National Geographic : 1946 Jan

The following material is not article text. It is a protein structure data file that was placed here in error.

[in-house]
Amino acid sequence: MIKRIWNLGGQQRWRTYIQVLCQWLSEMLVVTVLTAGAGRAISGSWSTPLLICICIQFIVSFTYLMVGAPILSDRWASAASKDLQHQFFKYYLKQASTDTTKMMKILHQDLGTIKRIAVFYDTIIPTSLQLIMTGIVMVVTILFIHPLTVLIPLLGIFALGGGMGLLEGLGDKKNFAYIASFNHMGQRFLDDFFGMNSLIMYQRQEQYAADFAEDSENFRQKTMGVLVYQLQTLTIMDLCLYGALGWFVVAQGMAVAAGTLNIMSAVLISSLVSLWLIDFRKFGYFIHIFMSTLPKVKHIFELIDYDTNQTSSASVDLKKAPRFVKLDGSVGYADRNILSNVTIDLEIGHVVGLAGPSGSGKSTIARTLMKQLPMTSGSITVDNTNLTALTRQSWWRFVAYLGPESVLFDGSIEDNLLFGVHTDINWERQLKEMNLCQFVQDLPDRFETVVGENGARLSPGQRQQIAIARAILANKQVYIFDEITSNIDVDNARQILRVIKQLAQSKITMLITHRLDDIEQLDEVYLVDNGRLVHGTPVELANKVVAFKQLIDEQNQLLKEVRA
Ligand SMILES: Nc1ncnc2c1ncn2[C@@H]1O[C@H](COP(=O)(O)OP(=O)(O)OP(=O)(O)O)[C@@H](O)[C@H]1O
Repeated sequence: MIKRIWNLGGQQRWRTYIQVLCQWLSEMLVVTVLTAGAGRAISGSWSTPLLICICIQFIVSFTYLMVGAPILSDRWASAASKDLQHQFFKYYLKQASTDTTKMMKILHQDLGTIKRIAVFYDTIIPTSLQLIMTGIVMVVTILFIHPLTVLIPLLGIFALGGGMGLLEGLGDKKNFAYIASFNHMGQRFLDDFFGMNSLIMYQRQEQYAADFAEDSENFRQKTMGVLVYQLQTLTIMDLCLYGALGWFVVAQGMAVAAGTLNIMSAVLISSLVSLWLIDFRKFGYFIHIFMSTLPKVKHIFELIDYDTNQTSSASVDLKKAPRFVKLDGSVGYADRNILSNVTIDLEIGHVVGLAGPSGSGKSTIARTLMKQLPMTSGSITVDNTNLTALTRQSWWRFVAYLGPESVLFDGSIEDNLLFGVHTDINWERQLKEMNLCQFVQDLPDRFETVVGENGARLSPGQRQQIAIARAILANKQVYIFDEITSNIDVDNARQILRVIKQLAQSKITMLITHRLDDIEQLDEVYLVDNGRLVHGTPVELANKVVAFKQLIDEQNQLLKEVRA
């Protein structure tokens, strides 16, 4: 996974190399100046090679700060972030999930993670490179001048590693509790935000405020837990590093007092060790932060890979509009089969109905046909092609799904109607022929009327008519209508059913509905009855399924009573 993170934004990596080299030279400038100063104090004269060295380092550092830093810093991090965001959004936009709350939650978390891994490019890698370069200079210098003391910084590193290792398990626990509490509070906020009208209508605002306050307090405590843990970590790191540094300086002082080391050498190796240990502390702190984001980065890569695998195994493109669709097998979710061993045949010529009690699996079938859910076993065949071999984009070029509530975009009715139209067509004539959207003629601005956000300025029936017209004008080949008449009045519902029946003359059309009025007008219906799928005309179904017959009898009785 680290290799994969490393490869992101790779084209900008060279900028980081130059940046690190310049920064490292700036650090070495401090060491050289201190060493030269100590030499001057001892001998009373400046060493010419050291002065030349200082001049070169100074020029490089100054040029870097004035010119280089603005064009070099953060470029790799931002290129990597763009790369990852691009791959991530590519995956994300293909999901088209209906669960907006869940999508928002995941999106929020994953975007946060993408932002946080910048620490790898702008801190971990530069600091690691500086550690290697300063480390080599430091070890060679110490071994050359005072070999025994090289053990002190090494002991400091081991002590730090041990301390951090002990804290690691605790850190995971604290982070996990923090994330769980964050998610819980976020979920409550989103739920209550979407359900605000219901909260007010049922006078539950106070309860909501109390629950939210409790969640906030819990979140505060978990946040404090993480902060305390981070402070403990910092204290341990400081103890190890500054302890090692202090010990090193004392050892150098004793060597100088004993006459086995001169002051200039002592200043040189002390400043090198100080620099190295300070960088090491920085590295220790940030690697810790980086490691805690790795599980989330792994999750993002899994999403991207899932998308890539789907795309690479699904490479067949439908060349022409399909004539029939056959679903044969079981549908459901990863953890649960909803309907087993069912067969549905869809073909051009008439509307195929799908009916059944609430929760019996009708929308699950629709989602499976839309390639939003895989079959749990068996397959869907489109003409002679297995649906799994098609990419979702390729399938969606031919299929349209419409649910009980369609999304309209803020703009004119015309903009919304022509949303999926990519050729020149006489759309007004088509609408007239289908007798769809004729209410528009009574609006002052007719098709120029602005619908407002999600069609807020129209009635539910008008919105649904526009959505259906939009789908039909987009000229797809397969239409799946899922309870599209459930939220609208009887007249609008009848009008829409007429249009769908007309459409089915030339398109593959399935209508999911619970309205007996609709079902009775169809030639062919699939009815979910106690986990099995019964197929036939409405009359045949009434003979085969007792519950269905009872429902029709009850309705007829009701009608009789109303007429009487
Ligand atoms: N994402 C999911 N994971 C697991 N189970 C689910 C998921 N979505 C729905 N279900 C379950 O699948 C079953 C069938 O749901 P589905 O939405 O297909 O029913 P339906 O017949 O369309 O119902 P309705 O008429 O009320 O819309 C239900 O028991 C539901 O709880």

The National Geographic Magazine southern Plains, they must be considered in the main a typical Southeastern group. The Pawnee of Nebraska and the Arikara of the Dakotas, both of which adopted typical Plains culture, are offshoots of the Caddo. The Iroquoian language was represented in the Southeast principally by the important Cherokee tribe, which inhabited the southern Appalachians from northern Georgia and Ala bama to West Virginia, and by the Tuscarora confederation of North Carolina. The far-flung Siouan stock has a curious distribution. It was spoken by the Biloxi, a small tribe on the Gulf coast of Mississippi, and by a number of eastern tribes, such as the Cheraw and the Catawba of the Carolinas and several small tribes in central Virginia. Similarly, offshoots of the great Algonquian stock were found in Kentucky, northern Ten nessee, and southern Ohio. The Powhatan confederacy of Tidewater Virginia consisted of Algonquian-speaking tribes. The Yuchi of the upper Savannah River are a small tribe who spoke a language un related to any other. Along the lower Mississippi the Attacapan, Chitimachan, Tunican, and Natchesan have been set apart as small independent groups. Their linguistic diversity illustrates the mul tiple origin of the people inhabiting the South east. Population Shifted among Indians, Too In no section of the United States is it more difficult to deal with tribes geographically than in the Southeast, where continual and extensive shifts in population were taking place. Tribes amalgamated, split apart, or were exterminated. Others engaged in con tinuous and widespread wanderings. The Shawnee, for example, when first en countered were living in South Carolina. Some time later they were settled in Tennessee, still later in Pennsylvania, and then in Ohio. From here they crossed the Mississippi and estab lished themselves in Missouri, while another part of the tribe went to Indiana. By 1825 the Missouri Shawnee moved to a reservation in Kansas, but before this the ma jority of them had gone to the headwaters of the Sabine River in Texas, where they re mained until driven out in 1839. The Kansas Shawnee eventually settled on the Canadian River in Oklahoma. In 1869 the main body of the Shawnee in Oklahoma incorporated with the Cherokee Nation. This highly simplified account of the wanderings of the Shawnee, which in less extensive form is duplicated by the Yuchi and other tribes, shows why map makers get gray hairs when they try to locate Southeast ern tribes. The Seminole tribe (Plate III and page 55) did not exist before 1775, but about this date refugee Creeks, Hitchiti, and Yuchi from Alabama and Georgia were joined by a number of runaway Negro slaves. About the beginning of the 19th century they moved into Florida and began rapidly to overrun the peninsula, occupying the former territory of the important and populous Timucua and Calusa tribes, which had be come exterminated largely by diseases. The entire period of the Seminole migration into Florida was marked by a series of wars with United States troops, who pursued them relentlessly. The fighting culminated in the so-called Second Seminole War, when the majority of the group resisted the efforts of the Government to remove them to Oklahoma. This war began in 1835 under the leader ship of the celebrated Osceola and lasted for nearly eight years, ending in 1842. That war cost the Government $20,000,000 and the lives of 1,500 soldiers, but it resulted in all but a few of the Seminole being removed west of the Mississippi. In this war Maj. Francis L. Dade's command of 100 men was defeated by the Seminole. Only one man escaped with his life. A few Seminole evaded removal by fleeing into the swamps. Today their colorful de scendants live in the Everglades,* only re maining Southeastern group retaining a con siderable portion of their aboriginal culture. Seaboard Tribes Had Home Gardens Tribes of the southern Atlantic seaboard were agriculturists. Each household had its garden plot a hundred square feet or more. To weed and cultivate these gardens they used wooden hoes and planting sticks. They made clearings in the native forest by girdling the larger trees and felling the smaller ones with stone axes. Corn was the principal crop. Four varieties were planted. They also raised pumpkins, beans, squash, sunflower seeds, tobacco, and gourds from which many utensils were fashioned. Wild fruits, roots, and berries were eaten. This vegetable diet was supplemented by wild game and fish. Capt. John Smith states that during March and April the Indians lived principally on wild turkeys, fish, and squir rels. In May and June, the planting period, they fed on fish, acorns, and walnuts; or scat tered in small groups, gathering fish, game, * See "South Florida's Amazing Everglades," by John O'Reilly, NATIONAL GEOGRAPHIC MAGAZINE, January, 1940.